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There is no such thing as actionable judicial malpractice, that is, a judicial officer cannot be sued for making an erroneous legal ruling.

But, what is the relationship between attorney malpractice and judicial error, more specifically, under what circumstances should an attorney be relieved of liability for professional negligence where the attorney’s negligent act or omission precedes judicial error?

That depends on analysis of the doctrine of “superseding cause”.  Where the duty to prevent harm to another threatened by the actor’s negligent conduct is found to have shifted from the actor to a third person, the failure of the third person to prevent such harm is a superseding cause.  If actor B assumes control of the risk (created by A) and can reasonably be expected to provide adequate safety, then responsibility may be shifted to B, thus relieving A of liability as a matter of law. So, what happens if a lawyer drops the ball, and then a judge makes an erroneous ruling based on the lawyer’s error?

In a recent case in Massachusetts, Kiribati Seafood Company v. Dechert, LLP, a Plaintiff brought suit against its former Massachusetts (and global) law firm for its handling of a maritime case litigated in Tahiti under French law. The malpractice Plaintiff, Kiribati, alleged that the Defendant law firm failed to give the French appellate court evidence that the court had deemed to be essential in order for Plaintiff to prevail on its claim, such that the Plaintiff’s appeal was denied and the case lost. The French appellate court’s ruling was erroneous (i.e., the evidence it demanded should not have been required), and the law firm tried to defend itself by asserting that judicial error to be a “superseding cause” of the unfavorable result (that thus insulated the law firm from the malpractice claim). The Massachusetts Supreme Judicial Court held that the French court’s mistake was merely an “intervening” cause of the loss. The court went on to explain, “where an attorney will foreseeably lose on the law but can still win on the facts, an attorney is negligent if he or she forgoes the opportunity to win on the facts,” adding that “…where a court has indicated that it has a different view of the law from that of the attorney, and where the client can prevail on the facts even under that different view, an attorney is negligent if he or she forfeits that opportunity by failing to argue in the alternative.” Simply put, this means that where an attorney has committed malpractice (here, by failing to introduce admissible evidence in a form the court had requested, even though the court was wrong to require it) and the judge then erroneously dismissed the case, the attorney will still be held liable for his negligence if he could have taken steps to mitigate the anticipated harm of the adverse ruling. i.e. provide the requested evidence. The judge’s legal error is thus seen as an intervening, not superseding, cause of the loss, so the law firm remains liable for the loss.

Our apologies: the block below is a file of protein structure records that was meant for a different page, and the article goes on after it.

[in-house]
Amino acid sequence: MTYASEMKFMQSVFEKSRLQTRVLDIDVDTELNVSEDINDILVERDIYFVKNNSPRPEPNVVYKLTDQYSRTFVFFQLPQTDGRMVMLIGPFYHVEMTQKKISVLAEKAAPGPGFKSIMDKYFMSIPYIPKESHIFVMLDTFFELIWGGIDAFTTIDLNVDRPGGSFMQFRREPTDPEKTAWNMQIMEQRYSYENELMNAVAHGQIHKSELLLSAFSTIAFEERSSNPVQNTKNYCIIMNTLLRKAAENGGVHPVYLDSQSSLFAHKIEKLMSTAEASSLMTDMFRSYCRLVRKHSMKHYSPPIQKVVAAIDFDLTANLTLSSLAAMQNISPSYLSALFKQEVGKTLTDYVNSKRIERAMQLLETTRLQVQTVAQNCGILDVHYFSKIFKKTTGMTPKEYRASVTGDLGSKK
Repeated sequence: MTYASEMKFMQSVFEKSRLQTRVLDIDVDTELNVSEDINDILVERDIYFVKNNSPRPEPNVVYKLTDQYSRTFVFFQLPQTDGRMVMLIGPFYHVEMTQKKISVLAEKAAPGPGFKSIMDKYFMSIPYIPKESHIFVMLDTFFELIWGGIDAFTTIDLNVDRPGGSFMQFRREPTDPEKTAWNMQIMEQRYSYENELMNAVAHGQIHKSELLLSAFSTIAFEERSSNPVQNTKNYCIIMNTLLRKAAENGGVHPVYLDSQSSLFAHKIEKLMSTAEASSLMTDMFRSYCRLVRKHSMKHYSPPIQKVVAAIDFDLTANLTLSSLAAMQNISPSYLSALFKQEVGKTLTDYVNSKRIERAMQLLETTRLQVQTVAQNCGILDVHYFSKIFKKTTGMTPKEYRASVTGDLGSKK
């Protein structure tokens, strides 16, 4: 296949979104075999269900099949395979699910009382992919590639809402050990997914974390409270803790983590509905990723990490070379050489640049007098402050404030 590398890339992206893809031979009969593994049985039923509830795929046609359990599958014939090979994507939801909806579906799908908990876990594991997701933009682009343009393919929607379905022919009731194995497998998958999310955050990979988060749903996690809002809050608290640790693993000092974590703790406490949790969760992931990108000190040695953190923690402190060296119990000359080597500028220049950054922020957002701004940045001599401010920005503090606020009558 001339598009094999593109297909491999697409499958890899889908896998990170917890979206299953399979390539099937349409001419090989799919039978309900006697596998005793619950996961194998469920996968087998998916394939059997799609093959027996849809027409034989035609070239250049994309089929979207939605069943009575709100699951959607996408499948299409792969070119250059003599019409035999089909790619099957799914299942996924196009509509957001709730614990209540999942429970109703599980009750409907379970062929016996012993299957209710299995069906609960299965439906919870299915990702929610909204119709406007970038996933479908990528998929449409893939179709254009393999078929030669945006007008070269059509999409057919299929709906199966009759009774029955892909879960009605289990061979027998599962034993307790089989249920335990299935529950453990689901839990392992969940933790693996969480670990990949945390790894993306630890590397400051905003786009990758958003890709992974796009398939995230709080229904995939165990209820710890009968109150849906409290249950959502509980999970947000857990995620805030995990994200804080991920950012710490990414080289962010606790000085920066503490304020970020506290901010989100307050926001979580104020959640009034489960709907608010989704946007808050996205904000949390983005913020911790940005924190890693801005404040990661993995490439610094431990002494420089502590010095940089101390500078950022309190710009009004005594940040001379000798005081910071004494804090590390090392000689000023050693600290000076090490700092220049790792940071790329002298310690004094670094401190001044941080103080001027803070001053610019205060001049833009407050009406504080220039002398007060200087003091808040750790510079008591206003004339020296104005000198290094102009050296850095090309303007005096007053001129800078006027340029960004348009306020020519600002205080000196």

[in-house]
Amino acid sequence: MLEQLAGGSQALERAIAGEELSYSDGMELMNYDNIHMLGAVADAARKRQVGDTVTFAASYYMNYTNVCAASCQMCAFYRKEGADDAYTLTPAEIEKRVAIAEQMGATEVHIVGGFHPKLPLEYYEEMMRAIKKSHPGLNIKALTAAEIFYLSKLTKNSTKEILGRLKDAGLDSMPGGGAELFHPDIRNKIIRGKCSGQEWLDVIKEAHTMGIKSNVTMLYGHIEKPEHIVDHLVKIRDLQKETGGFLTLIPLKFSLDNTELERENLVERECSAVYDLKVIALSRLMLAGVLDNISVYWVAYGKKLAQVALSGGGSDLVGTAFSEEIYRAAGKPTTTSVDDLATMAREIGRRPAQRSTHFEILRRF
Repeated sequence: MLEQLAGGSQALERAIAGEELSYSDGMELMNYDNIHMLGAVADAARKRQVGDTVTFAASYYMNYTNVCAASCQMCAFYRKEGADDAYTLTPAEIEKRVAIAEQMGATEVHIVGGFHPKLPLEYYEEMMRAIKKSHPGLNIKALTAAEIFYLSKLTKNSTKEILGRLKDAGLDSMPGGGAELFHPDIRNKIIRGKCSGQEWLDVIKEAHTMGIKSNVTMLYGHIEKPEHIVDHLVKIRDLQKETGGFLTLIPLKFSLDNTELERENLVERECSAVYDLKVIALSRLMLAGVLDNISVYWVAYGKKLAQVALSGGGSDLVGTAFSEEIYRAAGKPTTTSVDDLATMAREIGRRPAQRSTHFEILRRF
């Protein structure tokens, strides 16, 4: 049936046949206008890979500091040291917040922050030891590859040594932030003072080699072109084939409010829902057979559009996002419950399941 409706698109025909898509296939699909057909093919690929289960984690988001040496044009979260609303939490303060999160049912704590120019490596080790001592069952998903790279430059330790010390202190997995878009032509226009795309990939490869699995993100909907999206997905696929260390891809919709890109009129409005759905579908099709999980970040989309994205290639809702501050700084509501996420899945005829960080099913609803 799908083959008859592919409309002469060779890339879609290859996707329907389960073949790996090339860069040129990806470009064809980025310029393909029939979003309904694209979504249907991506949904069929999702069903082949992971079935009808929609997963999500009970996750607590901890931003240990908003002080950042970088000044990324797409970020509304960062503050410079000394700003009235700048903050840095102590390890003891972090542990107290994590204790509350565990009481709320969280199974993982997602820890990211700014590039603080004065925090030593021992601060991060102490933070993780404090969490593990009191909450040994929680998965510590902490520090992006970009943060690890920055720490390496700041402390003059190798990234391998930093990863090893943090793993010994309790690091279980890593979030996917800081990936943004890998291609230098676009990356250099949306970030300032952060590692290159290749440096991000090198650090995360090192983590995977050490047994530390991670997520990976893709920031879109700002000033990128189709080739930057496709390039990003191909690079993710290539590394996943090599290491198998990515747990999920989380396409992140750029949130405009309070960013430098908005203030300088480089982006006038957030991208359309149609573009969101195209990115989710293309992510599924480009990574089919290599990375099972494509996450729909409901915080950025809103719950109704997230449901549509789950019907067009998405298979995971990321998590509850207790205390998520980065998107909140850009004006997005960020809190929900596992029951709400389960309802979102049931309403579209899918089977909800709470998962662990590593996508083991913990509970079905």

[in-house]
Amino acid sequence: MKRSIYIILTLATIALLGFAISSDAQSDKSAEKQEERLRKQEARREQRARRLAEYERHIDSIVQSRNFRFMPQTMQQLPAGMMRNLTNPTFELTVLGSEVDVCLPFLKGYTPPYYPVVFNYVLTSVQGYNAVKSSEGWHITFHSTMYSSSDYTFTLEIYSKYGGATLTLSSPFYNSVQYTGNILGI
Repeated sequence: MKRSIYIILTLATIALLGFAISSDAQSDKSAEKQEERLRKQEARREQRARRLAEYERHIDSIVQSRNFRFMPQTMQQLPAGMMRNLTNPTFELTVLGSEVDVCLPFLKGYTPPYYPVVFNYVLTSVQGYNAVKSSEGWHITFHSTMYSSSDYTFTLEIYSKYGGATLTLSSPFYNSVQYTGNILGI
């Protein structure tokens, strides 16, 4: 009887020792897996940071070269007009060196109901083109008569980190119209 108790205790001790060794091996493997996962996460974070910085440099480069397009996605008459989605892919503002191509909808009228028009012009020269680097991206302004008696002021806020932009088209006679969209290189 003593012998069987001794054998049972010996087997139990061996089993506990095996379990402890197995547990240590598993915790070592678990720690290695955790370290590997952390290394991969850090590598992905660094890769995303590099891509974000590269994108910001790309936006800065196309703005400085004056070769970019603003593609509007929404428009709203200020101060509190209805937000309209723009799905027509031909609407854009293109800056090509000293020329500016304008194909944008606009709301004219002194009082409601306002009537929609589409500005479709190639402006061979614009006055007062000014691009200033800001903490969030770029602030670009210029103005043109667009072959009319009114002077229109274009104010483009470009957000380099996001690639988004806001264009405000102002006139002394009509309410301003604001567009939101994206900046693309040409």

The Supreme Judicial Court elaborated on the characteristics of a superseding cause and explained the difference from an intervening cause by explaining that a superseding cause is one that happens after the original negligence which isn’t a consequence of it and creates a result that otherwise wasn’t foreseeable and wouldn’t have happened. An intervening cause is one that is reasonably foreseeable and the attorney could have and should have taken reasonable steps to mitigate or prevent the harm.